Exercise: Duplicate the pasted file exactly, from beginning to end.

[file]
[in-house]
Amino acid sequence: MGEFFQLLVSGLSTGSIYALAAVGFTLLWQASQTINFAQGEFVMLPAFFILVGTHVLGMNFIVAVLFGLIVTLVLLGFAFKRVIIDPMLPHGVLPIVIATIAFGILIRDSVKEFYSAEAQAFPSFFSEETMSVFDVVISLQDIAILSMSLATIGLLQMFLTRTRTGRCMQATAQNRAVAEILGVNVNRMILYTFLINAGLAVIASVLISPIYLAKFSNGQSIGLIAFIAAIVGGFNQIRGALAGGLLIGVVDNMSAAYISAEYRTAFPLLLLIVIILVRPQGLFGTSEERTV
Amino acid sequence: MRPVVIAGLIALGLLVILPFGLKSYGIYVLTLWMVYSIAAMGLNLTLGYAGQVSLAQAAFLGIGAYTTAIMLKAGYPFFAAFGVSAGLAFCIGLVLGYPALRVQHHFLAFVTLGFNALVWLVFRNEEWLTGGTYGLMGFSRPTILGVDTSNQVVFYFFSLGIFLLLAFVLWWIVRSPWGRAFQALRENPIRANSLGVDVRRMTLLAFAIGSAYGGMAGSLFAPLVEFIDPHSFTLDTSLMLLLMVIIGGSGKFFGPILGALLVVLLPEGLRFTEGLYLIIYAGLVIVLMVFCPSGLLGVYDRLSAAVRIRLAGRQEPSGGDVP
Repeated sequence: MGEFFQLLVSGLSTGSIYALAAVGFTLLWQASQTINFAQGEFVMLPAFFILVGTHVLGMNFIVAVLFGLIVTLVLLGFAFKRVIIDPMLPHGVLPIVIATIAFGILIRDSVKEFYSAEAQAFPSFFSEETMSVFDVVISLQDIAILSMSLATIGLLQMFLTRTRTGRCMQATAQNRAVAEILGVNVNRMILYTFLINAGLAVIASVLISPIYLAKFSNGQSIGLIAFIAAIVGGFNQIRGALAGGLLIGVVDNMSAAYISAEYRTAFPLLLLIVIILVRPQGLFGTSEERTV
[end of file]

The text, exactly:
[in-house]
Amino acid sequence: MGEFFQLLVSGLSTGSIYALAAVGFTLLWQASQTINFAQGEFVMLPAFFILVGTHVLGMNFIVAVLFGLIVTLVLLGFAFKRVIIDPMLPHGVLPIVIATIAFGILIRDSVKEFYSAEAQAFPSFFSEETMSVFDVVISLQDIAILSMSLATIGLLQMFLTRTRTGRCMQATAQNRAVAEILGVNVNRMILYTFLINAGLAVIASVLISPIYLAKFSNGQSIGLIAFIAAIVGGFNQIRGALAGGLLIGVVDNMSAAYISAEYRTAFPLLLLIVIILVRPQGLFGTSEERTV
Amino acid sequence: MRPVVIAGLIALGLLVILPFGLKSYGIYVLTLWMVYSIAAMGLNLTLGYAGQVSLAQAAFLGIGAYTTAIMLKAGYPFFAAFGVSAGLAFCIGLVLGYPALRVQHHFLAFVTLGFNALVWLVFRNEEWLTGGTYGLMGFSRPTILGVDTSNQVVFYFFSLGIFLLLAFVLWWIVRSPWGRAFQALRENPIRANSLGVDVRRMTLLAFAIGSAYGGMAGSLFAPLVEFIDPHSFTLDTSLMLLLMVIIGGSGKFFGPILGALLVVLLPEGLRFTEGLYLIIYAGLVIVLMVFCPSGLLGVYDRLSAAVRIRLAGRQEPSGGDVP
Repeated sequence: MGEFFQLLVSGLSTGSIYALAAVGFTLLWQASQTINFAQGEFVMLPAFFILVGTHVLGMNFIVAVLFGLIVTLVLLGFAFKRVIIDPMLPHGVLPIVIATIAFGILIRDSVKEFYSAEAQAFPSFFSEETMSVFDVVISLQDIAILSMSLATIGLLQMFLTRTRTGRCMQATAQNRAVAEILGVNVNRMILYTFLINAGLAVIASVLISPIYLAKFSNGQSIGLIAFIAAIVGGFNQIRGALAGGLLIGVVDNMSAAYISAEYRTAFPLLLLIVIILVRPQGLFGTSEERTV